Maternal Kin, North Carolina

Kinfolk?, no. 1.

In the 1880 census, Richard and Viree Morgan (John W. Colvert‘s sister) are listed in Eagle Mills, Iredell County, sharing a household with 20 year-old Squire Gray. Later that year, Squire married Rachel Way. Their marriage record lists Squire’s parents as E. Gray and R. Gray.

By 1900, Squire Gray, 39, his wife Rachel, 30, and daughters Hatty, 23, and Nelly Gray, 13, shared a household in Biltmore Precinct No. 1, Asheville, with Robert Jones, 50, his wife Caroline, age unknown, their grandchildren Robert, 10, Carrie, 7, and Valley Richardson, 8, and daughter Anne Richardson, 33. Both Squire and Robert worked as teamsters, and Rachel Gray as a cook.

In 1910, Square [sic] Gray, 61, Rachel, 59, Hattie, 18, and Nelly, 16, lived in the household of Dock and Lou Southern on Kenilworth Park in Asheville.

In 1920, Squire Gray, 70, wife Ratchel, 61, daughters Nellie, 40, and Ratchel, 35, and granddaughter Hattie, 1 ½, lived in Asheville on Kenilworth Park. [The names of Hattie and her daughter Rachel had been transposed.]

Squire Gray died 21 June 1921 in South Asheville. His death certificate noted that he was 61 years old, was married to Rachel Gray, and worked as a common laborer. He had been born in Rowan County to Orange Gray and Rachel Colbert. Squire was buried in South Asheville Cemetery.

Squire’s relationship, if any, to either Richard or Elvira Morgan was not noted in the 1880 census, but he may have been Viree’s cousin, a relative of her father Walker Colvert’s first wife, Elvira Gray.  (In fact, it is possible that Elvira Gray was Elvira Colvert’s birth mother.) Or, he may have been a relative of Walker himself, if Rachel Colbert were actually a Colvert.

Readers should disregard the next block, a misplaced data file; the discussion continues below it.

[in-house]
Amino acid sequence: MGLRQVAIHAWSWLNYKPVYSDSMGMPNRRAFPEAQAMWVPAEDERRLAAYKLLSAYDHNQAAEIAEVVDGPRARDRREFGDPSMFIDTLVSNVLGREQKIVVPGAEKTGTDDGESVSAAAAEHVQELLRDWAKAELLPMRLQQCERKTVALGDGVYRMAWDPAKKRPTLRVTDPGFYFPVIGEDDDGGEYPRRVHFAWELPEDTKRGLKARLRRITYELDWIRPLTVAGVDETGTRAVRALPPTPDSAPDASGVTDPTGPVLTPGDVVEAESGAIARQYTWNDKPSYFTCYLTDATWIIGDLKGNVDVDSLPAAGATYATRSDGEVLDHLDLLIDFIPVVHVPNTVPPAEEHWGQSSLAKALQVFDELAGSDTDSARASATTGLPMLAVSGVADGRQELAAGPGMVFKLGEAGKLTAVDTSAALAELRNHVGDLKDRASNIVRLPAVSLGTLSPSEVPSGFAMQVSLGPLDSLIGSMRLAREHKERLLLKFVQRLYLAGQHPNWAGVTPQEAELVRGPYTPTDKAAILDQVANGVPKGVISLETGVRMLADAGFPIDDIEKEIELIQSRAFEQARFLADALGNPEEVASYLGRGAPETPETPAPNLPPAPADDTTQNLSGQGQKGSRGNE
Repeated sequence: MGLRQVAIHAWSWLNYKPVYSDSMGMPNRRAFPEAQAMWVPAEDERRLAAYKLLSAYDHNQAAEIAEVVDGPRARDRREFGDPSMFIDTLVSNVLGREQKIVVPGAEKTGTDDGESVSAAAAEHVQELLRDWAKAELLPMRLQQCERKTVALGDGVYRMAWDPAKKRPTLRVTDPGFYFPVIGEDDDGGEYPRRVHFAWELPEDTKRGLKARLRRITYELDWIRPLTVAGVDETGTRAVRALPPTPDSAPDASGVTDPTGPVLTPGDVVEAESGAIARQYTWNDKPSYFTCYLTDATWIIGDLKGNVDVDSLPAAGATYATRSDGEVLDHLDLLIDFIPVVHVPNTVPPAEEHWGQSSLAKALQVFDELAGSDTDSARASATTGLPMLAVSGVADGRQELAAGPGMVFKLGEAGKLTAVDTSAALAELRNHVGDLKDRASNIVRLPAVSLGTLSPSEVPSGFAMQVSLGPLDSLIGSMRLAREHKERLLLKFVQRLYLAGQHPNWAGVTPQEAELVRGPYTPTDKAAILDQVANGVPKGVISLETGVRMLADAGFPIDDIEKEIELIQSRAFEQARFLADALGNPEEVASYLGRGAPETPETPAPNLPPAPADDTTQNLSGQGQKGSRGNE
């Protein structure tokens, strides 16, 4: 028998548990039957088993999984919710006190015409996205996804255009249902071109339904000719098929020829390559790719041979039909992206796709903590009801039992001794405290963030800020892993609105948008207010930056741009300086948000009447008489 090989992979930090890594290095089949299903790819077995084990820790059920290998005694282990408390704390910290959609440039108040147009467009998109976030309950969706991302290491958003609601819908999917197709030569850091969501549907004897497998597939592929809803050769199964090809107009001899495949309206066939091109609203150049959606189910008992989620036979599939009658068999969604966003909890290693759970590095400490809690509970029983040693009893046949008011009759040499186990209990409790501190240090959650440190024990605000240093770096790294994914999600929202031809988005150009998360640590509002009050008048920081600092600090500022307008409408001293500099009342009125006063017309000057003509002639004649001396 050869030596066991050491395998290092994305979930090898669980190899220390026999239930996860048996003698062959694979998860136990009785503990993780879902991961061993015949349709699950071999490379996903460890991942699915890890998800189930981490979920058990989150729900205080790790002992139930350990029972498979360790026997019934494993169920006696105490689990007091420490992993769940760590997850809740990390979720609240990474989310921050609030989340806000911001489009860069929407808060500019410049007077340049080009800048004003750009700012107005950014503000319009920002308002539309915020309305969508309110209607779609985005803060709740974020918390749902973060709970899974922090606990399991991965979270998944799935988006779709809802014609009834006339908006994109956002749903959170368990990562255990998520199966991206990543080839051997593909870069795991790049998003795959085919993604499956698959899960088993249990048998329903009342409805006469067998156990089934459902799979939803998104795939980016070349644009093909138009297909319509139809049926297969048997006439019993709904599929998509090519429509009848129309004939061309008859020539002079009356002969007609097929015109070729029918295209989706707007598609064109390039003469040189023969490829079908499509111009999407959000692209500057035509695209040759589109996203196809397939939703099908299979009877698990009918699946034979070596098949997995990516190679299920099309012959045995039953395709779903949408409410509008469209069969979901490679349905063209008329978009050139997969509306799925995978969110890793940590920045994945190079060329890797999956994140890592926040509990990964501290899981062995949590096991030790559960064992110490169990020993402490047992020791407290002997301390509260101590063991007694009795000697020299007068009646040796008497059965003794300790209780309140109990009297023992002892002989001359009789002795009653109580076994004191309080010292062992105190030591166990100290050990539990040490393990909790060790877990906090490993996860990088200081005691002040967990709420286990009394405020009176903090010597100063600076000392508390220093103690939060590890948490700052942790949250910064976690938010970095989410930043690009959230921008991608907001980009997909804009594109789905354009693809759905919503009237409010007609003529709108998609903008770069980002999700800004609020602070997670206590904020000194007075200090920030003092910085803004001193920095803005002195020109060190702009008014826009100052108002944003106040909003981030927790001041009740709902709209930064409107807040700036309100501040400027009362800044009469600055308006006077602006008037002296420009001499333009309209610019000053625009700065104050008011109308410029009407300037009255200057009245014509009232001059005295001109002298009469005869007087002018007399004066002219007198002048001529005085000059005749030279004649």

Maternal Kin, North Carolina, Oral History

Grandma Becky.

I was stunned to learn that my grandmother had known her great-grandmother. “I didn’t know you knew her.” “Yes, indeed.”

She was a little, brown-skinned woman, had beautiful hair.  She was short.  Even shorter than I am.  Tiny.  And she used to keep us when Papa and Mama would go away, maybe for the day or overnight.  She’d always come down and keep us.  And, boy, we’d have a ball, ‘cause she’d let us do anything.  Our mother used to have a closet full of canned goods, you know.  Blackberries and dewberries and apples and all kinds of stuff.  And, honey, Grandma Becky would let us go in there and eat up a whole jar of peaches.  She just let us do anything.  We were crazy about her.

Rebecca Parks Colvert was born about 1839, probably in Iredell County NC. Her death certificate reports her parents as Jerry and Lettie Gray — probably the Jerry and Lett listed in the 1827 inventory of John A. Colvert’s estate. Becky was about 14 when she married Walker Colvert, and the couple probably lived apart until Emancipation. The 1860 slave schedule of Iredell lists ten slaves belonging to Walker’s owner W.I. Colvert, but none appear to be Becky or her children. (Was she owned by a Parks, one of John A. Colvert’s kin?) She reared Walker’s son John, and her own children Elvira and Lovina and Lewis, and then Walker’s grandson Lon. After her husband’s death in 1905, she left their farm north of town in Union Grove township and moved into Statesville.

Becky Colvert died 26 May 1915 at the Harrison Street home of her stepson John W. Colvert. She was about 76 years old.


Interview with Margaret C. Allen by Lisa Y. Henderson; all rights reserved.